South Carolina Department of Archives and History
National Register Properties in South Carolina

Kinard House, Greenwood County (227 W. Main St., Ninety Six)
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Facade Facade
Left Oblique Left Elevation
Dining Room
Projecting Bay
Rear Elevation
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Rear Ell and
wraparound porch
Main Entrance Front Porch
Brick Ruin of
Flower House
Main Entrance
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Dining Room
Paired French
ca. 1920 rear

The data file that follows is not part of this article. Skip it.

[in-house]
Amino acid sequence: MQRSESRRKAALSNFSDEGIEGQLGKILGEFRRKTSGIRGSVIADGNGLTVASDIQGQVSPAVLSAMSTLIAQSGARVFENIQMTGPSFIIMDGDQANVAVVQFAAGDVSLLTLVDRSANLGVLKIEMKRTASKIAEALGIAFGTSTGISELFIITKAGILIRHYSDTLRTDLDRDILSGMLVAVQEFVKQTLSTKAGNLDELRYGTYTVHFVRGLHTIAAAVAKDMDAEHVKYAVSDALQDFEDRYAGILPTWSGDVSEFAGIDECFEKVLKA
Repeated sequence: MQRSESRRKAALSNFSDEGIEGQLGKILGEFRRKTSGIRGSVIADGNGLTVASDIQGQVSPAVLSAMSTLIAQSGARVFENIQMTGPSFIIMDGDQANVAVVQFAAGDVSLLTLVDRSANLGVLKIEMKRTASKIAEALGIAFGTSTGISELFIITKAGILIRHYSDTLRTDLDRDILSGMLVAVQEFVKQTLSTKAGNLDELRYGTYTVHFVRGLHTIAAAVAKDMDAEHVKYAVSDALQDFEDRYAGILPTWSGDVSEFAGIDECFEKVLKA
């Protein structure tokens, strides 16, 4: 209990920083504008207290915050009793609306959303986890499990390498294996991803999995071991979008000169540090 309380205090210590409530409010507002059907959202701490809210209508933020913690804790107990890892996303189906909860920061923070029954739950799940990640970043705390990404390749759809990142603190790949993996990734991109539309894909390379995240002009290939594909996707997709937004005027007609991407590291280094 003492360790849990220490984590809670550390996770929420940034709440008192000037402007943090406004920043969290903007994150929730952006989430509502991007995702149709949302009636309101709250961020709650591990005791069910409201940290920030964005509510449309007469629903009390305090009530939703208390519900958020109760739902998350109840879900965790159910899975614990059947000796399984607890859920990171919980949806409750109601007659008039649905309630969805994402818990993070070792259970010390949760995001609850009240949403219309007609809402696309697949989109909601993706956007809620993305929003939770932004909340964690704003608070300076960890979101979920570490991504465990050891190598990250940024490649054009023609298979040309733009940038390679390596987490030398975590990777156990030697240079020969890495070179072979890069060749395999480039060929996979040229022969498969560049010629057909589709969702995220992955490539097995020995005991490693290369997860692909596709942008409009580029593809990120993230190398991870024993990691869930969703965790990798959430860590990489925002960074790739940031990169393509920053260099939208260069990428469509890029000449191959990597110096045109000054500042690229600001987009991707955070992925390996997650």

The Kinard House is significant as an excellent example of Folk Victorian residential architecture of the late nineteenth century which utilizes decorative detailing on a simple house form. It is also significant for its association with Henry Jefferson Kinard and his son Drayton Tucker Kinard II, prominent businessmen and public servants who represented Ninety Six and Greenwood County in the South Carolina House of Representatives in the late nineteenth and early twentieth centuries. This house was built ca. 1885 for Henry Jefferson Kinard and was owned by his descendants until 1978. Kinard was an 1873 graduate of Wofford College and a farmer, merchant, and state legislator. He represented Abbeville County (Ninety Six was in Abbeville County until the creation of Greenwood County in 1897) in the South Carolina House of Representatives in 1892-93 and 1897-98 and represented Greenwood County in the House in 1901-02. Kinard was also one of the leading proponents for the creation of Greenwood County. The two-story gable-front-and-wing building has a five window bay fašade with a central entry. A stone pier foundation supports the weatherboard-clad building. The original pressed metal shingle roof was replaced in 2003 with a sheet metal roof that simulates standing seam rolled roofing. The exterior detail includes sawn brackets at the frieze and soffits of the eaves and in the raking cornices of gables, boxed cornices with crown moldings and partial and fully-pedimented returns. All of the house's gables also feature a delicately-pierced sawn vergeboard. The house was extensively altered ca. 1920 with a remodeling of the front porch and the addition of an exterior chimney on the east end elevation of the house. Listed in the National Register March 7, 2007.

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